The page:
The number of "safe" biglaw firms can be counted on one hand. Debevoise just axed its trusts and estates practice entirely. Lots of people left on Simpson and Skadden's "sidebar" programs and never actually were able to come back. I've heard tell of people getting laid off/pushed out (yes, even as junior as first years) at virtually every firm you can think of.

The security of payment to the most important partners is the single most important thing to a firm's survival. Firms will do what they need to do to ensure that those payments remain high so those partners don't leave. For all its troubles, Dewey would still be here today if key partners didn't leave.

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Tiago Splitter
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Re: Layoffs back? Weil cutting associates

Postby Tiago Splitter » Tue Jul 02, 2013 11:08 am

itbdvorm wrote:The number of "safe" biglaw firms can be counted on one hand.

I think a lot of us about to go through OCI would appreciate the names of these firms.

itbdvorm
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Joined: Tue Aug 17, 2010 9:09 am

Re: Layoffs back? Weil cutting associates

Postby itbdvorm » Tue Jul 02, 2013 11:29 am

Tiago Splitter wrote:
itbdvorm wrote:The number of "safe" biglaw firms can be counted on one hand.

I think a lot of us about to go through OCI would appreciate the names of these firms.


I'll say Wachtell, Williams & Connelly, Munger...and that's frankly probably it.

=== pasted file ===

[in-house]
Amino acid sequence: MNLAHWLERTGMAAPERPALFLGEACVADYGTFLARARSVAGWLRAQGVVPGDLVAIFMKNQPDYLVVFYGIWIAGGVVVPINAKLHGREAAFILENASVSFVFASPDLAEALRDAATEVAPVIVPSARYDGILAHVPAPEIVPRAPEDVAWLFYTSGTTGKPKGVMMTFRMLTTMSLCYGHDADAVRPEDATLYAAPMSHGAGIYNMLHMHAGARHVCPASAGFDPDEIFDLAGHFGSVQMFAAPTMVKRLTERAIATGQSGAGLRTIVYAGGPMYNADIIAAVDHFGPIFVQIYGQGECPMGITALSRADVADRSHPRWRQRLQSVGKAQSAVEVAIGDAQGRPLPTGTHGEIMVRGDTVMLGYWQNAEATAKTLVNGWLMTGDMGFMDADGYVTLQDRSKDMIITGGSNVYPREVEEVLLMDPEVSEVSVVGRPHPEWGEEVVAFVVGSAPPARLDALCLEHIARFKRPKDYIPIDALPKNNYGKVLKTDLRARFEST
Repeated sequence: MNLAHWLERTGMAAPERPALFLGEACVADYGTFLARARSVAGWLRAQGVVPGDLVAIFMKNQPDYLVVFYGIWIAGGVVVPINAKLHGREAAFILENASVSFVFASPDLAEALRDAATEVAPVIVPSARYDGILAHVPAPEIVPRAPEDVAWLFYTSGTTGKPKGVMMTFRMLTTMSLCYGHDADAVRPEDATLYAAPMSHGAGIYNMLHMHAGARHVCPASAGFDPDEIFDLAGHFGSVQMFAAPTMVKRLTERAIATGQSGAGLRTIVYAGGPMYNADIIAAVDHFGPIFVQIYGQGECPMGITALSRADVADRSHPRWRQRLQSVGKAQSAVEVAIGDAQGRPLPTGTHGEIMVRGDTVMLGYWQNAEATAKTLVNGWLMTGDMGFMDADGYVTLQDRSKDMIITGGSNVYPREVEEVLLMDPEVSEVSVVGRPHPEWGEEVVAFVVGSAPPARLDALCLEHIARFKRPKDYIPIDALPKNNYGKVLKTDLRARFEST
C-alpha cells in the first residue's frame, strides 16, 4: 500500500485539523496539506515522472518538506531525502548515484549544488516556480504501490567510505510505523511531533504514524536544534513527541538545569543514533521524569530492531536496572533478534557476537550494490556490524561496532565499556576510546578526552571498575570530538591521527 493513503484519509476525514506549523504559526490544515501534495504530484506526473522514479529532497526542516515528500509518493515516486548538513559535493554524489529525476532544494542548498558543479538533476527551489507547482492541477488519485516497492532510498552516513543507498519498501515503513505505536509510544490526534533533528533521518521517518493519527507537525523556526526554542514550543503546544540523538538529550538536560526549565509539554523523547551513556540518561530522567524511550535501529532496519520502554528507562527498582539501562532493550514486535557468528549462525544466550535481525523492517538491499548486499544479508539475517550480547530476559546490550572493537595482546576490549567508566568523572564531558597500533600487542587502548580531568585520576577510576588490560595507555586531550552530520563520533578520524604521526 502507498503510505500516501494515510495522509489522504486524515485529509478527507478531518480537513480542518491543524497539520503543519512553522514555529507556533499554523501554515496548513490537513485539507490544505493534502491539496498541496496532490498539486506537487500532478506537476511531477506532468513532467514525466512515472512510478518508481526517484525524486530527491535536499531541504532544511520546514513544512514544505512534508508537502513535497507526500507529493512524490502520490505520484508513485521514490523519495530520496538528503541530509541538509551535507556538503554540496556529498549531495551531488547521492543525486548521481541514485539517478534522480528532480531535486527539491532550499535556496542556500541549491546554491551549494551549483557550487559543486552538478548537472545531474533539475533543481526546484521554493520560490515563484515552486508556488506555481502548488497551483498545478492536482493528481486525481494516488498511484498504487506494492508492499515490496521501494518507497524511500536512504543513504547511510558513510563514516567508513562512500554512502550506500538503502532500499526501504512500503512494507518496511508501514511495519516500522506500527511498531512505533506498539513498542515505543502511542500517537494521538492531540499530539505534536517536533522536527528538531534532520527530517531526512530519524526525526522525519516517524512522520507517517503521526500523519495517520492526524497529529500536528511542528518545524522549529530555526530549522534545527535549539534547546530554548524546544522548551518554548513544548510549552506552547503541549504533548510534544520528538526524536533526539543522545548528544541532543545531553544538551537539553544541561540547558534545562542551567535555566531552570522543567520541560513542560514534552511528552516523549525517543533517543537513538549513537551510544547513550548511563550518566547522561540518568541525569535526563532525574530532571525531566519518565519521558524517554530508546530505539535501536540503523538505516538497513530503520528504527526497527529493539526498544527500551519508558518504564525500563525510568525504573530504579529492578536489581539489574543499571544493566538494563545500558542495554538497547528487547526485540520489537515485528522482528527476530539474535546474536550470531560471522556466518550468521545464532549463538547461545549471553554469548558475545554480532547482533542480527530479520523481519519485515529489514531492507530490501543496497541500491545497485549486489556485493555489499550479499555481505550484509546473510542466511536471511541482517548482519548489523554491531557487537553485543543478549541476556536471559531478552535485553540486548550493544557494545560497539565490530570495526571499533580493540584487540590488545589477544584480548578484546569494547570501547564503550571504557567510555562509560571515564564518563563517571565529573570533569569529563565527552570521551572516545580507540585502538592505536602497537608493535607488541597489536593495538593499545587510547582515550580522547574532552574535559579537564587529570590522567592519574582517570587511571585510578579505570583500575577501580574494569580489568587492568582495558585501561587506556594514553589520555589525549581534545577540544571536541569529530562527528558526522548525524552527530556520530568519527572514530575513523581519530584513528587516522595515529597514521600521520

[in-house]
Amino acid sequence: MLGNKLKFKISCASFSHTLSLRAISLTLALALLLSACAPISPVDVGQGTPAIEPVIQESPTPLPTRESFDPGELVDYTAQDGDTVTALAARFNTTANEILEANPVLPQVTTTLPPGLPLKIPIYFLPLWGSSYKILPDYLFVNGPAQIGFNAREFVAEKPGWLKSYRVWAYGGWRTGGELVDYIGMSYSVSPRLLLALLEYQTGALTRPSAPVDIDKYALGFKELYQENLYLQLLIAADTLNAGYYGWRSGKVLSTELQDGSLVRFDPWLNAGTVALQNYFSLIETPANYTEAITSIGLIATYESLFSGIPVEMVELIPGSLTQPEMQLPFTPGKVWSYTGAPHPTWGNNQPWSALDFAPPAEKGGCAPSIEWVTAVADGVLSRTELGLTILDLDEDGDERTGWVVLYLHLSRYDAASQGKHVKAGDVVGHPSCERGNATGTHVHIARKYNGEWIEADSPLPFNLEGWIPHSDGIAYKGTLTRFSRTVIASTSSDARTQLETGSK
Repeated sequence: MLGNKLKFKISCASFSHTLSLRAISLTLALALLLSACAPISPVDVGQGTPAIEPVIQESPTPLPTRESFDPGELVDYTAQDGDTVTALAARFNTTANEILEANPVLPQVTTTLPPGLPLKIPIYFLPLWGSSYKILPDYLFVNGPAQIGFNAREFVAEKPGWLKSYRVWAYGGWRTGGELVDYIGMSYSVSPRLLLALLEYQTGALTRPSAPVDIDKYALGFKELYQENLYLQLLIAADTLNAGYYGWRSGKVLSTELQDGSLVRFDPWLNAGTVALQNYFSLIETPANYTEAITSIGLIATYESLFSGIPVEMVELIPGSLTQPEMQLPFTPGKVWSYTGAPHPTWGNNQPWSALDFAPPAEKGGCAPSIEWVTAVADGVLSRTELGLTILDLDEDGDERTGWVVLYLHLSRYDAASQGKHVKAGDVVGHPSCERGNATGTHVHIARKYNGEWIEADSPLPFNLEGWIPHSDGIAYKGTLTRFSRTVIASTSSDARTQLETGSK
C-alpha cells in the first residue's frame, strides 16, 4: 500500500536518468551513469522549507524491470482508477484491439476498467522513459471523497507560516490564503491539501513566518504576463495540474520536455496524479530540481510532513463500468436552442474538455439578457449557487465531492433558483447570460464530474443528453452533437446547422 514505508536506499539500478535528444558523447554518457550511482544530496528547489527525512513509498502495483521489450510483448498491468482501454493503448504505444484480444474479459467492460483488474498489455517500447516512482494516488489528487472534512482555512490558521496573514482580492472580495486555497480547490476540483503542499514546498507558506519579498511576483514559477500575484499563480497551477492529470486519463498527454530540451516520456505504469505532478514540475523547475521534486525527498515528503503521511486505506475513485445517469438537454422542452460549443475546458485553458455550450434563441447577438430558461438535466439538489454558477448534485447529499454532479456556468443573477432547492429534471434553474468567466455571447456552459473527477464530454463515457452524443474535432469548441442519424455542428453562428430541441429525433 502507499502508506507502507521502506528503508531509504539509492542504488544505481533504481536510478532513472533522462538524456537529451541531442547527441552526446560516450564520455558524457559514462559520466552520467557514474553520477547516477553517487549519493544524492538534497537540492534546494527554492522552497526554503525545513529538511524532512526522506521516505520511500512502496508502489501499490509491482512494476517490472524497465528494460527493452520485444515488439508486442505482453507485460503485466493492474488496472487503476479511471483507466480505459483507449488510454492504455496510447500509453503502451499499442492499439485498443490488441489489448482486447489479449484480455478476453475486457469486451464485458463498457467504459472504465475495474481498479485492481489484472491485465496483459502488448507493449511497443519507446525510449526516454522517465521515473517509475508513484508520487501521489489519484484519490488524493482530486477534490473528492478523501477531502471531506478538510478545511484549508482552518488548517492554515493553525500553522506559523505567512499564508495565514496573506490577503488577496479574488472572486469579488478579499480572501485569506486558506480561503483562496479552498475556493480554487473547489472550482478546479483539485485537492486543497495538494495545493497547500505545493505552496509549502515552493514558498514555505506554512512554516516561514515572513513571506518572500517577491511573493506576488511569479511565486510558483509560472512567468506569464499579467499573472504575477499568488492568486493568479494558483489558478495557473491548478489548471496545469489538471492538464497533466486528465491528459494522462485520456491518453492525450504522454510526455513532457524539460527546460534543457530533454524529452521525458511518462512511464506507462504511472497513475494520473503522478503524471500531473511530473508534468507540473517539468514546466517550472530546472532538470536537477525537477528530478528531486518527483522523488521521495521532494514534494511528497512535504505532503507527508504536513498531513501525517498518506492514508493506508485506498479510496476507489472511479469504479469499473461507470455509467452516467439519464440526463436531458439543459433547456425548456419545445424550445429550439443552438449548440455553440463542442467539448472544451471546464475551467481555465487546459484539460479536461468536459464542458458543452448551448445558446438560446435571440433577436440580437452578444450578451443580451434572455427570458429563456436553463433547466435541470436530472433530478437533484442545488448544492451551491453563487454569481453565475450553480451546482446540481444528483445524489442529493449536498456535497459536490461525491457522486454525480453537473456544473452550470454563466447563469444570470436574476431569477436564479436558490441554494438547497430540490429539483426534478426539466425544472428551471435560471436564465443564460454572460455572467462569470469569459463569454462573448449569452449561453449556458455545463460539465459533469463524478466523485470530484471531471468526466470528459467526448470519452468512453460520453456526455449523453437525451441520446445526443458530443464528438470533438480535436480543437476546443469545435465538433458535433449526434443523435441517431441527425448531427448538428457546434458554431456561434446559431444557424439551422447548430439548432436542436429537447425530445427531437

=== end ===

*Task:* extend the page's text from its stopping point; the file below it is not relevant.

bdubs
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Re: Layoffs back? Weil cutting associates

Postby bdubs » Tue Jul 02, 2013 11:44 am

itbdvorm wrote:
Tiago Splitter wrote:
itbdvorm wrote:The number of "safe" biglaw firms can be counted on one hand.

I think a lot of us about to go through OCI would appreciate the names of these firms.


I'll say Wachtell, Williams & Connelly, Munger...and that's frankly probably it.


The old school lockstep firms have been very stable and avoided layoffs. Cravath, Cleary, and Debevoise are the prominent ones. The above mentioned "axing" of Debevoise's T&E practice is a bit misleading as it was a split, not layoffs. It was also inevitable because T&E is a terrible fit with the biglaw model and bill rates.

09042014
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Re: Layoffs back? Weil cutting associates

Postby 09042014 » Tue Jul 02, 2013 11:51 am

bdubs wrote:
itbdvorm wrote:
Tiago Splitter wrote:
itbdvorm wrote:The number of "safe" biglaw firms can be counted on one hand.

I think a lot of us about to go through OCI would appreciate the names of these firms.


I'll say Wachtell, Williams & Connelly, Munger...and that's frankly probably it.